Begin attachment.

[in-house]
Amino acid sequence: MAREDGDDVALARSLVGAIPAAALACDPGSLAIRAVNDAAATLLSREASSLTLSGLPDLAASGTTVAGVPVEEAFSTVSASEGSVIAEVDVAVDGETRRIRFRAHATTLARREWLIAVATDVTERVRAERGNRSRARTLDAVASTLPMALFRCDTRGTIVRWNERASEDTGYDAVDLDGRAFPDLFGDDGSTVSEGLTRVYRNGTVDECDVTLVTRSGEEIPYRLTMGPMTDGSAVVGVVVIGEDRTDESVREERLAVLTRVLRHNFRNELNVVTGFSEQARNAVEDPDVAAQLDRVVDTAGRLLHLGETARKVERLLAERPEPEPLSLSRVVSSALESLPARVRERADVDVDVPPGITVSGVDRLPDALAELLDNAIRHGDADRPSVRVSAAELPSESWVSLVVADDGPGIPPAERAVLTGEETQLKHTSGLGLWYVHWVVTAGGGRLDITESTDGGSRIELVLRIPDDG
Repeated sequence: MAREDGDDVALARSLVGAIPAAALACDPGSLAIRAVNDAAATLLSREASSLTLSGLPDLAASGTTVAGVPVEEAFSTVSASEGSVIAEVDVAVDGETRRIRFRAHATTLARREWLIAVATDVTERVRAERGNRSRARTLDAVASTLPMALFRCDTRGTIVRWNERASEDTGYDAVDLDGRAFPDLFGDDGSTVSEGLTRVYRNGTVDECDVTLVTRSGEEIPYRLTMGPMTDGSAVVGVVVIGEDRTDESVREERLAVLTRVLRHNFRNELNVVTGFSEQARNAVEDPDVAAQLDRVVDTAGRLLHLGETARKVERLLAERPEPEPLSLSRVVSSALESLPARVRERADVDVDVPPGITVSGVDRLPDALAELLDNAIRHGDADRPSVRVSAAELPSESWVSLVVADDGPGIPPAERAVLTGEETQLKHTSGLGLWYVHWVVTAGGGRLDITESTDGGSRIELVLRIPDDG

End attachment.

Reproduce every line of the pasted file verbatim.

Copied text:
[in-house]
Amino acid sequence: MAREDGDDVALARSLVGAIPAAALACDPGSLAIRAVNDAAATLLSREASSLTLSGLPDLAASGTTVAGVPVEEAFSTVSASEGSVIAEVDVAVDGETRRIRFRAHATTLARREWLIAVATDVTERVRAERGNRSRARTLDAVASTLPMALFRCDTRGTIVRWNERASEDTGYDAVDLDGRAFPDLFGDDGSTVSEGLTRVYRNGTVDECDVTLVTRSGEEIPYRLTMGPMTDGSAVVGVVVIGEDRTDESVREERLAVLTRVLRHNFRNELNVVTGFSEQARNAVEDPDVAAQLDRVVDTAGRLLHLGETARKVERLLAERPEPEPLSLSRVVSSALESLPARVRERADVDVDVPPGITVSGVDRLPDALAELLDNAIRHGDADRPSVRVSAAELPSESWVSLVVADDGPGIPPAERAVLTGEETQLKHTSGLGLWYVHWVVTAGGGRLDITESTDGGSRIELVLRIPDDG
Repeated sequence: MAREDGDDVALARSLVGAIPAAALACDPGSLAIRAVNDAAATLLSREASSLTLSGLPDLAASGTTVAGVPVEEAFSTVSASEGSVIAEVDVAVDGETRRIRFRAHATTLARREWLIAVATDVTERVRAERGNRSRARTLDAVASTLPMALFRCDTRGTIVRWNERASEDTGYDAVDLDGRAFPDLFGDDGSTVSEGLTRVYRNGTVDECDVTLVTRSGEEIPYRLTMGPMTDGSAVVGVVVIGEDRTDESVREERLAVLTRVLRHNFRNELNVVTGFSEQARNAVEDPDVAAQLDRVVDTAGRLLHLGETARKVERLLAERPEPEPLSLSRVVSSALESLPARVRERADVDVDVPPGITVSGVDRLPDALAELLDNAIRHGDADRPSVRVSAAELPSESWVSLVVADDGPGIPPAERAVLTGEETQLKHTSGLGLWYVHWVVTAGGGRLDITESTDGGSRIELVLRIPDDG